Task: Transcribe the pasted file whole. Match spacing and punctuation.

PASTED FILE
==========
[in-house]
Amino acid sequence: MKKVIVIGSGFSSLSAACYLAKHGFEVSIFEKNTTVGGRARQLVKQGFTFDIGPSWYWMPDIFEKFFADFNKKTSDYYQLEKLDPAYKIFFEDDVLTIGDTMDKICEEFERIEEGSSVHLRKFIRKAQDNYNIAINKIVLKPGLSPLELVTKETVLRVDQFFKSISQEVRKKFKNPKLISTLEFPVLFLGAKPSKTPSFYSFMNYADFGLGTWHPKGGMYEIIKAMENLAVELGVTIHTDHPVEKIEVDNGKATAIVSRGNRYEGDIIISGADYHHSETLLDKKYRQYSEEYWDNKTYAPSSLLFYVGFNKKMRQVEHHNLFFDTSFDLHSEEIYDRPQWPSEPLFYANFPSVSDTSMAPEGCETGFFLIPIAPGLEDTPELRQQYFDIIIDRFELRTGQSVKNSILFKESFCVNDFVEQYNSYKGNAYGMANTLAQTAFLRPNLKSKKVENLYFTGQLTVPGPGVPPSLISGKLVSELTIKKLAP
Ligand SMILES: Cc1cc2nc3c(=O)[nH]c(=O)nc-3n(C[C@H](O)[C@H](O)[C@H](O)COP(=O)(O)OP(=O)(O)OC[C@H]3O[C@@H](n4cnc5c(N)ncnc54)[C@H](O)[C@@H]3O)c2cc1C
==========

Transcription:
[in-house]
Amino acid sequence: MKKVIVIGSGFSSLSAACYLAKHGFEVSIFEKNTTVGGRARQLVKQGFTFDIGPSWYWMPDIFEKFFADFNKKTSDYYQLEKLDPAYKIFFEDDVLTIGDTMDKICEEFERIEEGSSVHLRKFIRKAQDNYNIAINKIVLKPGLSPLELVTKETVLRVDQFFKSISQEVRKKFKNPKLISTLEFPVLFLGAKPSKTPSFYSFMNYADFGLGTWHPKGGMYEIIKAMENLAVELGVTIHTDHPVEKIEVDNGKATAIVSRGNRYEGDIIISGADYHHSETLLDKKYRQYSEEYWDNKTYAPSSLLFYVGFNKKMRQVEHHNLFFDTSFDLHSEEIYDRPQWPSEPLFYANFPSVSDTSMAPEGCETGFFLIPIAPGLEDTPELRQQYFDIIIDRFELRTGQSVKNSILFKESFCVNDFVEQYNSYKGNAYGMANTLAQTAFLRPNLKSKKVENLYFTGQLTVPGPGVPPSLISGKLVSELTIKKLAP
Ligand SMILES: Cc1cc2nc3c(=O)[nH]c(=O)nc-3n(C[C@H](O)[C@H](O)[C@H](O)COP(=O)(O)OP(=O)(O)OC[C@H]3O[C@@H](n4cnc5c(N)ncnc54)[C@H](O)[C@@H]3O)c2cc1C